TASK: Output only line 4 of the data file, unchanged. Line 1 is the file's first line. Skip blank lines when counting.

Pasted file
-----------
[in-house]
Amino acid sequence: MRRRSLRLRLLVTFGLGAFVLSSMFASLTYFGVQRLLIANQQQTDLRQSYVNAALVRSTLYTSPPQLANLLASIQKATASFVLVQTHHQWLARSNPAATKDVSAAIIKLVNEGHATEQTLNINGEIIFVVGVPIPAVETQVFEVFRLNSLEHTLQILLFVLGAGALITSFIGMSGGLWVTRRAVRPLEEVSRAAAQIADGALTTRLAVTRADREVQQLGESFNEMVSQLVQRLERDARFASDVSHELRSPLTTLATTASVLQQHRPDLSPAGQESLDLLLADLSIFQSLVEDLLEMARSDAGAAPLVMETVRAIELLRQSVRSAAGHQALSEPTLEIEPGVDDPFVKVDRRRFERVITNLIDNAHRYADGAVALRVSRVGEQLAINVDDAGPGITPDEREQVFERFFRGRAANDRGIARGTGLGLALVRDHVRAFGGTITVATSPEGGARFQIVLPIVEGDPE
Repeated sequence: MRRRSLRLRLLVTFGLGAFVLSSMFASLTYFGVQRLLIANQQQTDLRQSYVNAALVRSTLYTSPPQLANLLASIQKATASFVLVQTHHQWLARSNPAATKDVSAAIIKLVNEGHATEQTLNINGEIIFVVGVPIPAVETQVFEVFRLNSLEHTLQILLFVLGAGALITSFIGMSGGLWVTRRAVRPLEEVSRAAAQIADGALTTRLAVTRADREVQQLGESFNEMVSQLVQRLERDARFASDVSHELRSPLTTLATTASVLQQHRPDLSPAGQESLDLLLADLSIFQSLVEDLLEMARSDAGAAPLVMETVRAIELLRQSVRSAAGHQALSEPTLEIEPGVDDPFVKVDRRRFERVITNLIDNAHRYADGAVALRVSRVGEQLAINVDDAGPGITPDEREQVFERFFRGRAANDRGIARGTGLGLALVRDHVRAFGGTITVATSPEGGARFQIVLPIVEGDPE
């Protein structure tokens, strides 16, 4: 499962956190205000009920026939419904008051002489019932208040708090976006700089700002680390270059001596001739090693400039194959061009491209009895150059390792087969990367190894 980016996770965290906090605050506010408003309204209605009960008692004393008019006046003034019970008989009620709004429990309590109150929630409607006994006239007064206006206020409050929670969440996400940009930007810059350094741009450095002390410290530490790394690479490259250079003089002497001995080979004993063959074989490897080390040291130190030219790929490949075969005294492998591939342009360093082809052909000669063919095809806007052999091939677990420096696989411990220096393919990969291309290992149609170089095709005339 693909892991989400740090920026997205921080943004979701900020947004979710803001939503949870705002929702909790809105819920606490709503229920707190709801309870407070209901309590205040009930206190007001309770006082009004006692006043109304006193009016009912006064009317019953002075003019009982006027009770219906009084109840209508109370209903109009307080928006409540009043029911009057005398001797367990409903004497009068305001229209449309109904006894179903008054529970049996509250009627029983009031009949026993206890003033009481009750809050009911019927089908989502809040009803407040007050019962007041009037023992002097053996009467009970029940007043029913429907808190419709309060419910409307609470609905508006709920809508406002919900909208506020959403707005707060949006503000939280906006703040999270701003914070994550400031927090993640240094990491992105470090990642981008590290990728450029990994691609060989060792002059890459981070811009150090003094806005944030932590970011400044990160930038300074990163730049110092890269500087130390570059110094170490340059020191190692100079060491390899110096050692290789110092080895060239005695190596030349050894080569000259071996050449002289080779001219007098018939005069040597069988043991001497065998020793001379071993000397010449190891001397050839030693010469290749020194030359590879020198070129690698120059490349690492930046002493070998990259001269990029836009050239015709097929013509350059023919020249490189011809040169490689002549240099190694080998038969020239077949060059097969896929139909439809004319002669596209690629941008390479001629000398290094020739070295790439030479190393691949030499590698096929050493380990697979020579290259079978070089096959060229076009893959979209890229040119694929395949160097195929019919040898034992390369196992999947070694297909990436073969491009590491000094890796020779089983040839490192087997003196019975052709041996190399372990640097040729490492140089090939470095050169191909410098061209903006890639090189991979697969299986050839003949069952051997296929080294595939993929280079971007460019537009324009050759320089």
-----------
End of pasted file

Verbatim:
């Protein structure tokens, strides 16, 4: 499962956190205000009920026939419904008051002489019932208040708090976006700089700002680390270059001596001739090693400039194959061009491209009895150059390792087969990367190894 980016996770965290906090605050506010408003309204209605009960008692004393008019006046003034019970008989009620709004429990309590109150929630409607006994006239007064206006206020409050929670969440996400940009930007810059350094741009450095002390410290530490790394690479490259250079003089002497001995080979004993063959074989490897080390040291130190030219790929490949075969005294492998591939342009360093082809052909000669063919095809806007052999091939677990420096696989411990220096393919990969291309290992149609170089095709005339 693909892991989400740090920026997205921080943004979701900020947004979710803001939503949870705002929702909790809105819920606490709503229920707190709801309870407070209901309590205040009930206190007001309770006082009004006692006043109304006193009016009912006064009317019953002075003019009982006027009770219906009084109840209508109370209903109009307080928006409540009043029911009057005398001797367990409903004497009068305001229209449309109904006894179903008054529970049996509250009627029983009031009949026993206890003033009481009750809050009911019927089908989502809040009803407040007050019962007041009037023992002097053996009467009970029940007043029913429907808190419709309060419910409307609470609905508006709920809508406002919900909208506020959403707005707060949006503000939280906006703040999270701003914070994550400031927090993640240094990491992105470090990642981008590290990728450029990994691609060989060792002059890459981070811009150090003094806005944030932590970011400044990160930038300074990163730049110092890269500087130390570059110094170490340059020191190692100079060491390899110096050692290789110092080895060239005695190596030349050894080569000259071996050449002289080779001219007098018939005069040597069988043991001497065998020793001379071993000397010449190891001397050839030693010469290749020194030359590879020198070129690698120059490349690492930046002493070998990259001269990029836009050239015709097929013509350059023919020249490189011809040169490689002549240099190694080998038969020239077949060059097969896929139909439809004319002669596209690629941008390479001629000398290094020739070295790439030479190393691949030499590698096929050493380990697979020579290259079978070089096959060229076009893959979209890229040119694929395949160097195929019919040898034992390369196992999947070694297909990436073969491009590491000094890796020779089983040839490192087997003196019975052709041996190399372990640097040729490492140089090939470095050169191909410098061209903006890639090189991979697969299986050839003949069952051997296929080294595939993929280079971007460019537009324009050759320089």